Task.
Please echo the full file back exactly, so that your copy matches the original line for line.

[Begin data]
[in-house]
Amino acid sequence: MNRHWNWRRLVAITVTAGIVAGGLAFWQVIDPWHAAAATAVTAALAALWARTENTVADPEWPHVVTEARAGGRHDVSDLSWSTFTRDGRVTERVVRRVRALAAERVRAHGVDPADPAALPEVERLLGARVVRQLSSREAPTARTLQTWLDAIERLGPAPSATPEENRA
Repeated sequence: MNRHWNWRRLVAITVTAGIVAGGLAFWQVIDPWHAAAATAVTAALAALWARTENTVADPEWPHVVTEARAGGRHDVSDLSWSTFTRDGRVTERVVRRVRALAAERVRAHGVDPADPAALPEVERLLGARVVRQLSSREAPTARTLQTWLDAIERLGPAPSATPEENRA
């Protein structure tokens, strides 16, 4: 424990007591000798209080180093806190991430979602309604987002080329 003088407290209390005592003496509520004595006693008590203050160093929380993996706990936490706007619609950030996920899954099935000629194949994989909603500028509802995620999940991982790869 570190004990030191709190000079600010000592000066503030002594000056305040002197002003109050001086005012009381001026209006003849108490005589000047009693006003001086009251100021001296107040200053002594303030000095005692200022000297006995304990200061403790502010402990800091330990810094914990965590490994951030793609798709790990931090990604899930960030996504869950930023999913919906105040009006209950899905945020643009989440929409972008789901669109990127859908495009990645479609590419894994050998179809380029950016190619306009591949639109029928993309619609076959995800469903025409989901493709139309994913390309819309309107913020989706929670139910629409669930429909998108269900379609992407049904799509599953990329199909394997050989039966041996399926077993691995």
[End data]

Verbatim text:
[in-house]
Amino acid sequence: MNRHWNWRRLVAITVTAGIVAGGLAFWQVIDPWHAAAATAVTAALAALWARTENTVADPEWPHVVTEARAGGRHDVSDLSWSTFTRDGRVTERVVRRVRALAAERVRAHGVDPADPAALPEVERLLGARVVRQLSSREAPTARTLQTWLDAIERLGPAPSATPEENRA
Repeated sequence: MNRHWNWRRLVAITVTAGIVAGGLAFWQVIDPWHAAAATAVTAALAALWARTENTVADPEWPHVVTEARAGGRHDVSDLSWSTFTRDGRVTERVVRRVRALAAERVRAHGVDPADPAALPEVERLLGARVVRQLSSREAPTARTLQTWLDAIERLGPAPSATPEENRA
């Protein structure tokens, strides 16, 4: 424990007591000798209080180093806190991430979602309604987002080329 003088407290209390005592003496509520004595006693008590203050160093929380993996706990936490706007619609950030996920899954099935000629194949994989909603500028509802995620999940991982790869 570190004990030191709190000079600010000592000066503030002594000056305040002197002003109050001086005012009381001026209006003849108490005589000047009693006003001086009251100021001296107040200053002594303030000095005692200022000297006995304990200061403790502010402990800091330990810094914990965590490994951030793609798709790990931090990604899930960030996504869950930023999913919906105040009006209950899905945020643009989440929409972008789901669109990127859908495009990645479609590419894994050998179809380029950016190619306009591949639109029928993309619609076959995800469903025409989901493709139309994913390309819309309107913020989706929670139910629409669930429909998108269900379609992407049904799509599953990329199909394997050989039966041996399926077993691995």